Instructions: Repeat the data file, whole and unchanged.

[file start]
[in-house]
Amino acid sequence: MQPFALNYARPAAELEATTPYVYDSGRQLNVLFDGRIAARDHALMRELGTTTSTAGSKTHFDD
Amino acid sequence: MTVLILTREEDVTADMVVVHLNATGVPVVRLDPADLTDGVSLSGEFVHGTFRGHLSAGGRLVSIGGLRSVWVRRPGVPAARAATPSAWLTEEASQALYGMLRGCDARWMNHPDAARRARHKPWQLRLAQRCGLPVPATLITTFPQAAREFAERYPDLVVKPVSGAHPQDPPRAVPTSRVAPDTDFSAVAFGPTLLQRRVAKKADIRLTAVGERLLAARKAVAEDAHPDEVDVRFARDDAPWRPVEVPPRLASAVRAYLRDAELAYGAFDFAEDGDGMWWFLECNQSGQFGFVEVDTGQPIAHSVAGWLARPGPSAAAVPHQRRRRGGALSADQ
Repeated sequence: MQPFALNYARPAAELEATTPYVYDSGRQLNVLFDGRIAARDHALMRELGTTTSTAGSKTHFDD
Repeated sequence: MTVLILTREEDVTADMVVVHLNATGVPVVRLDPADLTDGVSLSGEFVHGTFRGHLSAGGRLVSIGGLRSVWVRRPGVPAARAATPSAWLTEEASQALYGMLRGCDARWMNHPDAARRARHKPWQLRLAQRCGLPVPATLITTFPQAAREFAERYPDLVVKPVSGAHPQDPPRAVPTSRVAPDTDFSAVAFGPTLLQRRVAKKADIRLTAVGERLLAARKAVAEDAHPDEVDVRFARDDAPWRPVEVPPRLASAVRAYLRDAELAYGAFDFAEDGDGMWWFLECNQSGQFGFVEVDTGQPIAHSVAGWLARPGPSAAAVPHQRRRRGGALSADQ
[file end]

[in-house]
Amino acid sequence: MQPFALNYARPAAELEATTPYVYDSGRQLNVLFDGRIAARDHALMRELGTTTSTAGSKTHFDD
Amino acid sequence: MTVLILTREEDVTADMVVVHLNATGVPVVRLDPADLTDGVSLSGEFVHGTFRGHLSAGGRLVSIGGLRSVWVRRPGVPAARAATPSAWLTEEASQALYGMLRGCDARWMNHPDAARRARHKPWQLRLAQRCGLPVPATLITTFPQAAREFAERYPDLVVKPVSGAHPQDPPRAVPTSRVAPDTDFSAVAFGPTLLQRRVAKKADIRLTAVGERLLAARKAVAEDAHPDEVDVRFARDDAPWRPVEVPPRLASAVRAYLRDAELAYGAFDFAEDGDGMWWFLECNQSGQFGFVEVDTGQPIAHSVAGWLARPGPSAAAVPHQRRRRGGALSADQ
Repeated sequence: MQPFALNYARPAAELEATTPYVYDSGRQLNVLFDGRIAARDHALMRELGTTTSTAGSKTHFDD
Repeated sequence: MTVLILTREEDVTADMVVVHLNATGVPVVRLDPADLTDGVSLSGEFVHGTFRGHLSAGGRLVSIGGLRSVWVRRPGVPAARAATPSAWLTEEASQALYGMLRGCDARWMNHPDAARRARHKPWQLRLAQRCGLPVPATLITTFPQAAREFAERYPDLVVKPVSGAHPQDPPRAVPTSRVAPDTDFSAVAFGPTLLQRRVAKKADIRLTAVGERLLAARKAVAEDAHPDEVDVRFARDDAPWRPVEVPPRLASAVRAYLRDAELAYGAFDFAEDGDGMWWFLECNQSGQFGFVEVDTGQPIAHSVAGWLARPGPSAAAVPHQRRRRGGALSADQ